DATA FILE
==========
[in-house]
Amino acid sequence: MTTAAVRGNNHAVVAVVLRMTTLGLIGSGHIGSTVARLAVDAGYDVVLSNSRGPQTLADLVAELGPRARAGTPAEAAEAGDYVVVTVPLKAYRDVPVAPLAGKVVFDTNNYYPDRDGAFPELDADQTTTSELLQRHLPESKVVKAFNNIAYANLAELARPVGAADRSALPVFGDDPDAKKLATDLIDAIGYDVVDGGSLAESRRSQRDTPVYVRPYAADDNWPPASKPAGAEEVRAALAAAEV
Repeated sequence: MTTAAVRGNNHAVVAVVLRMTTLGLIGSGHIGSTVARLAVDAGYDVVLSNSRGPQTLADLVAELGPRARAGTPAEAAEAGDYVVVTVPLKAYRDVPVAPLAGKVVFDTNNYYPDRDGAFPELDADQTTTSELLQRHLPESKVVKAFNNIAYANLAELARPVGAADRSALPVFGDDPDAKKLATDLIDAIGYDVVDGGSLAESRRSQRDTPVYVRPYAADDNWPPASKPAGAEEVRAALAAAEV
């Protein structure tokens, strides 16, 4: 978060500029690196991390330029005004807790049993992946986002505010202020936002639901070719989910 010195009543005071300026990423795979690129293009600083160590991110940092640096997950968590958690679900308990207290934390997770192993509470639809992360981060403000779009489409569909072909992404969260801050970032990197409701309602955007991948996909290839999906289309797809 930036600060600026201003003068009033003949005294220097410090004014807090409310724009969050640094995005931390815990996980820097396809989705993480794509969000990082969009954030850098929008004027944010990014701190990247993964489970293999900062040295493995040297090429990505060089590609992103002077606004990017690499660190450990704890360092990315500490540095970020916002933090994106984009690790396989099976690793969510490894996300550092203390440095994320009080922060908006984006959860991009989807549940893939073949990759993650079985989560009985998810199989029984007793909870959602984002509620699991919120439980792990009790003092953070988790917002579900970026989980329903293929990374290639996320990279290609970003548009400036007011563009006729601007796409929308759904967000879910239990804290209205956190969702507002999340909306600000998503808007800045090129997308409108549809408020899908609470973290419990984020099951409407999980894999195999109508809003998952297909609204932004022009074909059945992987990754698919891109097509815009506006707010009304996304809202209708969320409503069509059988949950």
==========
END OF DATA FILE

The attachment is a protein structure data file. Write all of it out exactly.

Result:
[in-house]
Amino acid sequence: MTTAAVRGNNHAVVAVVLRMTTLGLIGSGHIGSTVARLAVDAGYDVVLSNSRGPQTLADLVAELGPRARAGTPAEAAEAGDYVVVTVPLKAYRDVPVAPLAGKVVFDTNNYYPDRDGAFPELDADQTTTSELLQRHLPESKVVKAFNNIAYANLAELARPVGAADRSALPVFGDDPDAKKLATDLIDAIGYDVVDGGSLAESRRSQRDTPVYVRPYAADDNWPPASKPAGAEEVRAALAAAEV
Repeated sequence: MTTAAVRGNNHAVVAVVLRMTTLGLIGSGHIGSTVARLAVDAGYDVVLSNSRGPQTLADLVAELGPRARAGTPAEAAEAGDYVVVTVPLKAYRDVPVAPLAGKVVFDTNNYYPDRDGAFPELDADQTTTSELLQRHLPESKVVKAFNNIAYANLAELARPVGAADRSALPVFGDDPDAKKLATDLIDAIGYDVVDGGSLAESRRSQRDTPVYVRPYAADDNWPPASKPAGAEEVRAALAAAEV
């Protein structure tokens, strides 16, 4: 978060500029690196991390330029005004807790049993992946986002505010202020936002639901070719989910 010195009543005071300026990423795979690129293009600083160590991110940092640096997950968590958690679900308990207290934390997770192993509470639809992360981060403000779009489409569909072909992404969260801050970032990197409701309602955007991948996909290839999906289309797809 930036600060600026201003003068009033003949005294220097410090004014807090409310724009969050640094995005931390815990996980820097396809989705993480794509969000990082969009954030850098929008004027944010990014701190990247993964489970293999900062040295493995040297090429990505060089590609992103002077606004990017690499660190450990704890360092990315500490540095970020916002933090994106984009690790396989099976690793969510490894996300550092203390440095994320009080922060908006984006959860991009989807549940893939073949990759993650079985989560009985998810199989029984007793909870959602984002509620699991919120439980792990009790003092953070988790917002579900970026989980329903293929990374290639996320990279290609970003548009400036007011563009006729601007796409929308759904967000879910239990804290209205956190969702507002999340909306600000998503808007800045090129997308409108549809408020899908609470973290419990984020099951409407999980894999195999109508809003998952297909609204932004022009074909059945992987990754698919891109097509815009506006707010009304996304809202209708969320409503069509059988949950």